Samsung’s new compliance committee to be independent

Jan 10, 2020, 09:27 am

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Former Supreme Court Justice Kim Ji-hyung, who named to head Samsung’s new compliance committee, speaks at a press briefing held in Seoul on Thursday./ Source: Yonhap

By AsiaToday reporter Jung Suk-man 

Samsung Group’s new compliance monitoring committee will be officially launched in February. Headed by former Supreme Court Justice Kim Ji-hyung, the committee will be mostly comprised of outside advisers, two from civic groups and two from academia. It will be independently operated and be free from Samsung’s intervention. The head of Samsung’s anti-corruption committee said Lee Jae-yong, Samsung’s de facto leader, pledged to guarantee the panel’s autonomy and independence at a meeting.

Kim announced the formation of the panel and plans for future activities in a press briefing in Seoul on Thursday.

The six outside advisers of the committee include Kim Ji-hyung, former Supreme Court Justice; Go Gye-hyun, leader of Citizens United for Consumer Sovereignty; Kwon Tae-sun, co-representative of Civil Society Organization Network in Korea; Kim Woo-jin, professor at Seoul National University; lawyer Bong Wook; and Shim In-sook, professor at Chung-Ang University. Most of them have expressed criticism towards chaebol’s pursuit of private interests and their governance. Former Samsung communications chief Rhee In-yong will be the only member from Samsung Electronics.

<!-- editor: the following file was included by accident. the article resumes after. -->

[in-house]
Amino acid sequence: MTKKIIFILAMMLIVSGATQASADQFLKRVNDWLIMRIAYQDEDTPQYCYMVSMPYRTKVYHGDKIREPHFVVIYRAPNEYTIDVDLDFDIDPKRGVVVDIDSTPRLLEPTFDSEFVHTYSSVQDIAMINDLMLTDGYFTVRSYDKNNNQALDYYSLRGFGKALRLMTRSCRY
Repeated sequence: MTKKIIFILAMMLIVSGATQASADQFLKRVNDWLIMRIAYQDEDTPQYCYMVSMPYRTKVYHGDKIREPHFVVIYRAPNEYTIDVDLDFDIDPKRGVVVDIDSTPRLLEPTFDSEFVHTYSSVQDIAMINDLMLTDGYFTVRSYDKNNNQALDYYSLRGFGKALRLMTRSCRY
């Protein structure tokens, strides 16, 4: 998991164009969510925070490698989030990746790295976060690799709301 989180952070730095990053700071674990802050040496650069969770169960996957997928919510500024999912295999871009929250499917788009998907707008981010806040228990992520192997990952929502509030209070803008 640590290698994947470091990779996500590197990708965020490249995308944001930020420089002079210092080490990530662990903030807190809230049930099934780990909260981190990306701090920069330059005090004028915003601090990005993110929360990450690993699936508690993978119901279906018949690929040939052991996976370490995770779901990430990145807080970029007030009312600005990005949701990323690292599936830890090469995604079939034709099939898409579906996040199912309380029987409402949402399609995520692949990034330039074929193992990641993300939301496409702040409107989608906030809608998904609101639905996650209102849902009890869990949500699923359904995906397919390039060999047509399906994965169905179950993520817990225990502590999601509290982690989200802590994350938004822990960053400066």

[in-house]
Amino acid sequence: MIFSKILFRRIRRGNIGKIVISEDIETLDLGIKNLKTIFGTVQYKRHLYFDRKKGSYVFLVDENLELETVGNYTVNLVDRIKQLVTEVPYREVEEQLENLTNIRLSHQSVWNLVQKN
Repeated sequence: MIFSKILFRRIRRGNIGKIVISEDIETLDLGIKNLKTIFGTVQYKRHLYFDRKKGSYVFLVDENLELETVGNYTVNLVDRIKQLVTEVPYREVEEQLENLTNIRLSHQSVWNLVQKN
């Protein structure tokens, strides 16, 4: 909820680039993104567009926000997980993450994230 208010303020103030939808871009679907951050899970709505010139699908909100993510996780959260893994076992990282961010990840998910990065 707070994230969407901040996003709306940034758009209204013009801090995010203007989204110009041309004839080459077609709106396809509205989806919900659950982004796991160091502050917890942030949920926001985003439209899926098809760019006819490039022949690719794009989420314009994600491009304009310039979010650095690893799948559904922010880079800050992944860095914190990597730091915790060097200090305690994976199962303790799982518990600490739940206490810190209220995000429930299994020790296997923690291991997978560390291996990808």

The committee is slated to begin its work after concluding an agreement with Samsung’s seven major affiliates and receiving an official mandate through a board resolution. The affiliates are Samsung Electronics, Samsung C&T, Samsung Life Insurance, Samsung SDI, Samsung Electro-Mechanics, Samsung SDS and Samsung Fire & Marine Insurance. 

“The compliance monitoring committee will be operated totally independently and free from Samsung’s intervention as independence and autonomy are crucial,” Kim said.

The launch of the committee seems Samsung’s official response after the group’s heir Lee was ordered by a local court last October to take drastic innovation and implement internal reforms to minimize problems that come from the family-run chaebol system. In last December, the court called on Lee to present a response on what needs to be done for Samsung not to accept bribe demands before the next hearing set for January 17. “The function and role of the committee will not be much different from what the justice called for,” Kim said. 

Kim said the committee would closely look into a broad range of issues affecting the group, including bribery, fraud, risky external sponsorship and illegal internal transactions between affiliates as well as labor issues and management succession.

The business world is paying attention to whether Samsung will come up with other measures for “new management” ordered by the court along with the establishment of the compliance committee. “Let us boldly discard wrongful practices and ways of thinking and explore a new future,” Lee Jae-yong said during a visit to a chip R&D center in Hwaseong on January 2.

#Samsung #Lee Jae-yong #Kim Ji-hyung #compliance committee 
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